Iran Demands Cautious Approach
WASHINGTON, D.C. -- My old friend and Georgetown University Foreign Service School classmate, Sadegh Ghotbzadeh, was executed in Tehran after a failed attempt to overthrow Iran's Islamic Republic in 1982.
I'm thinking about his death because of increasingly strident demands by Republicans and some Democrats for President Barack Obama to wade into Iran's blazing post electoral crisis.
Can these legislators really be unaware the U.S. and Britain have spent hundreds of millions in recent years trying to destabilize Iran and overthrow its elected government? Or that western powers are conducting an unprecedented media and telecom assault on Iran's Islamic government?
Back to Sadegh. Iran's former president, Abolhassan Bani-Sadr, told me that Sadegh begged the Americans not to show any support for his planned coup. "If you do, we are finished." Sadegh subsequently was betrayed to Iran by leading neoconservative of the National Security Council, claims Bani-Sadr, and shot.
Interestingly, Sadegh also insisted senior Republican operatives had implored Tehran not to free the U.S. Embassy hostages it was holding in order to undermine President Jimmy Carter's chances of re-election. The hostages were released just in time for Ronald Reagan's inauguration.
One of the dimmer bulbs in the Republican Party's low-wattage ranks is South Carolina's Sen. Lindsey Graham, a proud advocate of torture and secret prisons. Graham has led calls for U.S. intervention in Iran. But how? Washington has no more troops and must borrow 50 cents for every dollar it spends.
Perhaps the warlike senator intends to dispatch the Goose Creek South Carolina Volunteer Fire Department to smite the wicked "I-ranians."
No doubt Sen. Graham will show those malevolent Iranian vote riggers how good, all-American honest elections are run in Iraq and Afghanistan: Opposition groups who oppose U.S. occupation are barred from running in the "democratic elections." Or Lebanon, where Washington just spent millions buying votes for the pro-American coalition.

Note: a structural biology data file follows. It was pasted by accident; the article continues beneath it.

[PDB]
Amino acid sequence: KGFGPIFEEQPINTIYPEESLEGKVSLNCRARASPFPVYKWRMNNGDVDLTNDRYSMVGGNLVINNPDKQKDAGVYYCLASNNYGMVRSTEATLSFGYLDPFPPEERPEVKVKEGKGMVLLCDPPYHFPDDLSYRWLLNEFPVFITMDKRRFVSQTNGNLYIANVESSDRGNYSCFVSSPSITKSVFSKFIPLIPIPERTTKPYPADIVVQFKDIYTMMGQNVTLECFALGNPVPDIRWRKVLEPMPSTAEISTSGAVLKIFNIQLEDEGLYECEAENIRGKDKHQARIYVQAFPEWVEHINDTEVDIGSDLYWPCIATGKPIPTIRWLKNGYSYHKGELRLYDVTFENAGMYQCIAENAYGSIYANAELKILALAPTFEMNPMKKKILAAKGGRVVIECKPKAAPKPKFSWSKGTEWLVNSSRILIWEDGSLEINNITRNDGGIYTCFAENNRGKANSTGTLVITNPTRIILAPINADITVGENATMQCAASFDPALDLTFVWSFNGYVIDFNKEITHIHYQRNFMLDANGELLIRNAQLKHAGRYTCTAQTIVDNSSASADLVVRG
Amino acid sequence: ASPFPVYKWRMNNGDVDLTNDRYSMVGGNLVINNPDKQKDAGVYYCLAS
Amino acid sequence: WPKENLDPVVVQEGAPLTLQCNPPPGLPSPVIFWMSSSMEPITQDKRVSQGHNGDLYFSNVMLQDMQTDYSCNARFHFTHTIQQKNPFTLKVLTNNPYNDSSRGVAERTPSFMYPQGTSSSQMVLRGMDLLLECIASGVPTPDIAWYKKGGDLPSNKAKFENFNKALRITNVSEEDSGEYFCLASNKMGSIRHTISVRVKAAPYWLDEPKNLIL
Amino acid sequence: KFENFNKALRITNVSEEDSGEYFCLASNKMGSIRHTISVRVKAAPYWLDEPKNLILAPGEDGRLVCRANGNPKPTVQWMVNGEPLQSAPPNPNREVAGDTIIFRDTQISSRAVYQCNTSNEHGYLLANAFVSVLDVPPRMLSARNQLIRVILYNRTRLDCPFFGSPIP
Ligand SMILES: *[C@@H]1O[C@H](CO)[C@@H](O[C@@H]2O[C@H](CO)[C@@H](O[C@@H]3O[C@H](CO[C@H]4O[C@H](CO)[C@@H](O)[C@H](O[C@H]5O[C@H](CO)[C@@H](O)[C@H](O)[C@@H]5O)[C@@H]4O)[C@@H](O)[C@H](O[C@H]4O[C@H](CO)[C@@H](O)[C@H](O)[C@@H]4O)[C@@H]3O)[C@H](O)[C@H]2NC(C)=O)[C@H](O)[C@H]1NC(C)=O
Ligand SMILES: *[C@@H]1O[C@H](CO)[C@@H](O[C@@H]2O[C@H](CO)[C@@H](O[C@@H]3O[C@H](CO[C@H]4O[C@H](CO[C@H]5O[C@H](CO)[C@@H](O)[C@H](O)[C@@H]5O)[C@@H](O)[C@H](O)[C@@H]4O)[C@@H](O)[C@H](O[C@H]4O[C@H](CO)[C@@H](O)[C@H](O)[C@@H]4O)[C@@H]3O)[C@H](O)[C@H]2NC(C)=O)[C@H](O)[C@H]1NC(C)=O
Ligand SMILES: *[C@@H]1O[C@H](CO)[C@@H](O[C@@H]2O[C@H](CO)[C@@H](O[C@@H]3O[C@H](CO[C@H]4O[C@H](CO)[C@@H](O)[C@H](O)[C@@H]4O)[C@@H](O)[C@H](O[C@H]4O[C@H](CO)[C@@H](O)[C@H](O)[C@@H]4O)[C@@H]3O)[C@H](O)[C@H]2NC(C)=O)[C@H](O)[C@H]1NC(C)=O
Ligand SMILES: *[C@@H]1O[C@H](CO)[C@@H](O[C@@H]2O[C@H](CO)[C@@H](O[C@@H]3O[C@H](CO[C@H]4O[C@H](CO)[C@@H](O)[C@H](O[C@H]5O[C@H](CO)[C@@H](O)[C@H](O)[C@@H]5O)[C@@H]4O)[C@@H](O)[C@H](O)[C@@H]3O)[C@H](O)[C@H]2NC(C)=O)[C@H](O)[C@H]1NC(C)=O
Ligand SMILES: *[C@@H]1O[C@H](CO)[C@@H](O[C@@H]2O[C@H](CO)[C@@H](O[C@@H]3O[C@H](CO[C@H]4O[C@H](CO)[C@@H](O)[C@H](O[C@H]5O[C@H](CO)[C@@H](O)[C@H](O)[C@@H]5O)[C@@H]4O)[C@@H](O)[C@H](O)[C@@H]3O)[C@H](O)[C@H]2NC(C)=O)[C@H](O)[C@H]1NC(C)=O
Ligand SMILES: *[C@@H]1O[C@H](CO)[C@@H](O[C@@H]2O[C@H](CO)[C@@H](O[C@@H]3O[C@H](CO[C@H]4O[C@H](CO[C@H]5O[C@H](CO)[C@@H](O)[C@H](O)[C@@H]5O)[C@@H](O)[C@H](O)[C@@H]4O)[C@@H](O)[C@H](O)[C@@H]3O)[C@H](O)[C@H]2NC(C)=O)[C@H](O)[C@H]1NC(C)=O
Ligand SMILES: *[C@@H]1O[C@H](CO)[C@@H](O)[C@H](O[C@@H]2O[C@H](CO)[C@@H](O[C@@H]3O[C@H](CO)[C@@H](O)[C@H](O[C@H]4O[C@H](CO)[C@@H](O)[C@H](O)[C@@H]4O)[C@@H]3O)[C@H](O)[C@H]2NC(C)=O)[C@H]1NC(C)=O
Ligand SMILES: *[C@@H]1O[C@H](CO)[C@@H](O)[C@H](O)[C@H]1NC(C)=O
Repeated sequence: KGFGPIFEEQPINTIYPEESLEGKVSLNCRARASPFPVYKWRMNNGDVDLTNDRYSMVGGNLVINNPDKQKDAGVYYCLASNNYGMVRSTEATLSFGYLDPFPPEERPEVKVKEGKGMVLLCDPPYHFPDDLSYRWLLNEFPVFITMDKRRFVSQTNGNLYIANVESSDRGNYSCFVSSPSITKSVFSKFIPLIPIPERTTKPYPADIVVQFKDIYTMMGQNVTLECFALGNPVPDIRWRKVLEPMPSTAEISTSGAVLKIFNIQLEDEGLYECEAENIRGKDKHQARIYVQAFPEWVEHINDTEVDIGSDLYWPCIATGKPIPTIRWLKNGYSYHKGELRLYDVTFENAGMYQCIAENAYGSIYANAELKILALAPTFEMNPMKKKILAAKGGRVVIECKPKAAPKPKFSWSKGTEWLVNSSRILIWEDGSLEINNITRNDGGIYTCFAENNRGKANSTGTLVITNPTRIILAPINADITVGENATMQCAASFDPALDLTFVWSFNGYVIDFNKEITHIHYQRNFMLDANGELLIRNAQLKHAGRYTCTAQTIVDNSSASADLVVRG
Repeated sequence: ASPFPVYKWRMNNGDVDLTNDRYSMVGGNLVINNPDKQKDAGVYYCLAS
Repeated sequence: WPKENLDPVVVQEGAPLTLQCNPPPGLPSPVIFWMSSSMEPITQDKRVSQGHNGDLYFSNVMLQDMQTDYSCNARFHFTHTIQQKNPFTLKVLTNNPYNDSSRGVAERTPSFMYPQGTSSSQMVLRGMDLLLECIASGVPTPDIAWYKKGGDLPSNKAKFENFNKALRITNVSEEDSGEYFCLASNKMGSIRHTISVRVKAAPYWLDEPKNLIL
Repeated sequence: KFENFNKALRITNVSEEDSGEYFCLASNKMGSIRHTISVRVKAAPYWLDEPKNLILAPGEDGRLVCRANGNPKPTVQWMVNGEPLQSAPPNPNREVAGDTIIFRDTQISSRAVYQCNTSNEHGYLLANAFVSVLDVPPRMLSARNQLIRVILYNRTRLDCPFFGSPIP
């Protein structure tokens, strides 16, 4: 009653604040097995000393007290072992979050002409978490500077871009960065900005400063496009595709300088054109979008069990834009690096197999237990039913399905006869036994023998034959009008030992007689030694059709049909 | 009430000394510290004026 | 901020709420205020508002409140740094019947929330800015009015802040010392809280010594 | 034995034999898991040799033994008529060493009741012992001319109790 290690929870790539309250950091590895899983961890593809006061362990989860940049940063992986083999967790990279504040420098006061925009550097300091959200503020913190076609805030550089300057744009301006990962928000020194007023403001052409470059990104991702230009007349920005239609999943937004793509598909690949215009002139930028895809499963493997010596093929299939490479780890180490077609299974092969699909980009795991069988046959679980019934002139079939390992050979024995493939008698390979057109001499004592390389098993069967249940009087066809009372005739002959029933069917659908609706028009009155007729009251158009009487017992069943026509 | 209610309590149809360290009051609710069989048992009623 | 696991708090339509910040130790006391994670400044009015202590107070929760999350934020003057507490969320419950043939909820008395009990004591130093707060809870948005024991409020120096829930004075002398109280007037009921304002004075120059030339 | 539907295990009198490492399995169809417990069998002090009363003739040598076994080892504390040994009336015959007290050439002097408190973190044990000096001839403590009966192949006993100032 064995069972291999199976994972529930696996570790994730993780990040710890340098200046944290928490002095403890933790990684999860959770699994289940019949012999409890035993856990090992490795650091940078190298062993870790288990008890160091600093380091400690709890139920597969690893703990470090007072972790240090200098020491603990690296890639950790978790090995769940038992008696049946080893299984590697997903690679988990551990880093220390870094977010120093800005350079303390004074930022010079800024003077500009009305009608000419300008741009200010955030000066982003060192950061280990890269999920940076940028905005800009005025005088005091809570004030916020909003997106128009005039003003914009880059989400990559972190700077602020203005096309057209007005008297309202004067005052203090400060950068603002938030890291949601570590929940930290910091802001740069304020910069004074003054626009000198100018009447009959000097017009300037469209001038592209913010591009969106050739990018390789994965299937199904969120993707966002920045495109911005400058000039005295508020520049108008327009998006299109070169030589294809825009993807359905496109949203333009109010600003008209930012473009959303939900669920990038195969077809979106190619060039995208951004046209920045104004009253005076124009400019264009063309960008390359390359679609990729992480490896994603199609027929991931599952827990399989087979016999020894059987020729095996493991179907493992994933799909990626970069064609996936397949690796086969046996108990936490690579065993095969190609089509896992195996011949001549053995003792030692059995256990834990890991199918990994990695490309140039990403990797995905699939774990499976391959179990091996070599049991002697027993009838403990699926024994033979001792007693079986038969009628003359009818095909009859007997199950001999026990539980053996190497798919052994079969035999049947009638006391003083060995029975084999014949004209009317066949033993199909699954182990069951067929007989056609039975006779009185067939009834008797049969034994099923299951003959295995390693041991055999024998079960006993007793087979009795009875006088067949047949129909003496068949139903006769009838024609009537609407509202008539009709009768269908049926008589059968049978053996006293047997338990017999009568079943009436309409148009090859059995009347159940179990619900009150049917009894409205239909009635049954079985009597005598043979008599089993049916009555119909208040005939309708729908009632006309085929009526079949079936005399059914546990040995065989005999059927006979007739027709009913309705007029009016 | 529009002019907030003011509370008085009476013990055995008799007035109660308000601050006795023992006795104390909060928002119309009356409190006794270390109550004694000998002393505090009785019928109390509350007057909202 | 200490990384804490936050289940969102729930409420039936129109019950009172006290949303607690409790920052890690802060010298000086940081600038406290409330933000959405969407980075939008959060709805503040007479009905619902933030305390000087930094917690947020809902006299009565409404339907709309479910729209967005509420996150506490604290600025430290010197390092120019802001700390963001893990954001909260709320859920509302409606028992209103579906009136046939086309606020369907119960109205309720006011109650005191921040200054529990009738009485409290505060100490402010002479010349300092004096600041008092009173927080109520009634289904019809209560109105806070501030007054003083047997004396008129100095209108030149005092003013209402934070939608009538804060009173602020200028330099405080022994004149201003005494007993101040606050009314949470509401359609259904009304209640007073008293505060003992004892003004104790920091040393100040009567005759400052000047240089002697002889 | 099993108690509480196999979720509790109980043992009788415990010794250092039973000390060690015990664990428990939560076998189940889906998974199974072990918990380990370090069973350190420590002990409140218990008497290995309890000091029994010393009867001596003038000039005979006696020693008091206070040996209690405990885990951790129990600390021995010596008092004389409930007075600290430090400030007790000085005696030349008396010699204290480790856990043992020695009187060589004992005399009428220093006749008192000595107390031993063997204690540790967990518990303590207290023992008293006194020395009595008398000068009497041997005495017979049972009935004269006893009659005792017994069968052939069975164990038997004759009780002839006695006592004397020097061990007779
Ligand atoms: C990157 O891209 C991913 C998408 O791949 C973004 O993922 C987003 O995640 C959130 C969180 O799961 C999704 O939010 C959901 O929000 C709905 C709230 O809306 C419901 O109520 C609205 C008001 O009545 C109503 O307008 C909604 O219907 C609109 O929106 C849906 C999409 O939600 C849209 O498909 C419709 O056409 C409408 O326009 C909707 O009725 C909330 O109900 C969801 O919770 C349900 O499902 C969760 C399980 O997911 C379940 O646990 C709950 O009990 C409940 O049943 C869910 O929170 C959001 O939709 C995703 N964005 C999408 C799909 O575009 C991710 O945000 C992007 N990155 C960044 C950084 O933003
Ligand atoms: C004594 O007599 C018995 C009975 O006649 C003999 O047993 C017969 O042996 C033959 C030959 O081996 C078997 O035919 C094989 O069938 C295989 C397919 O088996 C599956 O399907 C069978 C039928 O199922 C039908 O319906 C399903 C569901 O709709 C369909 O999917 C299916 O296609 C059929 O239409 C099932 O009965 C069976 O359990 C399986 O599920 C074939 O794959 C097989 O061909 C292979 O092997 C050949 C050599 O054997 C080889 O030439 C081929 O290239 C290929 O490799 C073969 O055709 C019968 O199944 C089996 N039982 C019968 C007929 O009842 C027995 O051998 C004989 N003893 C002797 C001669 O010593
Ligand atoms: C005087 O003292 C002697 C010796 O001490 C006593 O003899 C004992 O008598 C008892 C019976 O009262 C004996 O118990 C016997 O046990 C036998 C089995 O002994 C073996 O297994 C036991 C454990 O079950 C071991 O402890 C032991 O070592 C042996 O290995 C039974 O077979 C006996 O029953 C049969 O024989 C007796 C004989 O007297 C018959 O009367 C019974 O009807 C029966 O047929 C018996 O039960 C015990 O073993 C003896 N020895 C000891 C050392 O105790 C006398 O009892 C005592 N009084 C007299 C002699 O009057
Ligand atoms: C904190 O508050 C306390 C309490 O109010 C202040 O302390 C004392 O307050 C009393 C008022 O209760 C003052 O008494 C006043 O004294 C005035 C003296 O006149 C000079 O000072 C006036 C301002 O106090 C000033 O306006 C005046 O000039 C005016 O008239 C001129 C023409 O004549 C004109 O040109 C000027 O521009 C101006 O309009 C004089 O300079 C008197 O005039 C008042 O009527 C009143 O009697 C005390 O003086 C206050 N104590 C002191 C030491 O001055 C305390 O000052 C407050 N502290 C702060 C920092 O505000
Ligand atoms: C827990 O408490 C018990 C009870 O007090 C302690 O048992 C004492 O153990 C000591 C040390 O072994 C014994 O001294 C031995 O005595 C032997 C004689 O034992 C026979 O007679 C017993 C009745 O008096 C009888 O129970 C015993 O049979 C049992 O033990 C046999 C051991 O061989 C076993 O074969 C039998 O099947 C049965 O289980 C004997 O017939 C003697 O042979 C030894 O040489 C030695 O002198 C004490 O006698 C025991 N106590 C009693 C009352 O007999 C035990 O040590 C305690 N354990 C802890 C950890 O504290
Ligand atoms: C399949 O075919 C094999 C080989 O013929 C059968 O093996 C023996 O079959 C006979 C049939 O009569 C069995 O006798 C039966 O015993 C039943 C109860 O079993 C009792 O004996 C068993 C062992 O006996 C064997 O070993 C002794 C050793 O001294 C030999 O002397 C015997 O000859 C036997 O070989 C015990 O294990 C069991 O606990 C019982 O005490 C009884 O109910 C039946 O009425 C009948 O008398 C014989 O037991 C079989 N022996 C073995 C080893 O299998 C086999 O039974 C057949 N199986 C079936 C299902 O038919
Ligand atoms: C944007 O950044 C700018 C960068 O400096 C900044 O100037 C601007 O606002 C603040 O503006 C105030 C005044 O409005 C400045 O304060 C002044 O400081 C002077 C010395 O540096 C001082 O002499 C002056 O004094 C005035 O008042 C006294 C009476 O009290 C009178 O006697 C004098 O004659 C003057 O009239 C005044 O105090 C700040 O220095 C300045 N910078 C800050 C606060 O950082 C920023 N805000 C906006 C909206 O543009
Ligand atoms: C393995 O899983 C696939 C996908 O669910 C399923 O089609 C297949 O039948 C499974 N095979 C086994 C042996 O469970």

There is very little Washington can or should do in Iran. Iran's election, in spite of significant but not decisive voting irregularities, appears to have been a clear victory for President Mahmoud Ahmadinejad. American meddling will only help the Islamic government.
Besides, the U.S. is hardly without sin. Remember Florida's "hanging chads," Ohio's rigged voting machines and Chicago, where mayor Richard Daley helped win the presidency for the sainted Jack Kennedy by getting the dead to vote.
Iran at least lets its people vote. America's Arab allies hold only sham elections.
Iran has been under siege by the U.S., Britain, France and its Arab neighbours since the 1979 Islamic revolution. The often-tragic history of Iran is marked by Britain's 1941 invasion, the Anglo-American 1953 coup that overthrew the democratic Mohammed Mossadegh government, and the U.S.-British engineered war with Iraq that inflicted one million Iranian casualties.
The best thing the West can do is stay out of Iran's internal affairs. The more it intervenes, the more it gives hard line elements an excuse to brand their opponents traitors and western stooges. Iran must solve its own problems. We've seen enough "nation building" in Afghanistan, Somalia and Iraq. How can Washington berate Iran for repression after engineering the Pakistani army's attack on Swat, which has created 2.5 million refugees?
Americans must not let wishful thinking and dislike of Ahmadinejad warp their judgment and get them stuck in yet another giant mess in the Muslim world.
Americans are fortunate to have the cautious Barack Obama at the helm rather than those shoot-from-the-hip Republicans, John McCain and Graham. The United States can't afford more conflicts as it faces a dangerous crisis with North Korea.
Obama is under tremendous political pressure to grandstand over Iran and is sharpening his verbal attacks. But he should resist and stop the CIA from stirring the pot in Iran and organizing armed opposition.
Iran continues to be a curse for America. Protests in Iran may be diminishing, but Israel may seize on Iran's troubles to launch an attack. Extreme caution is advised.
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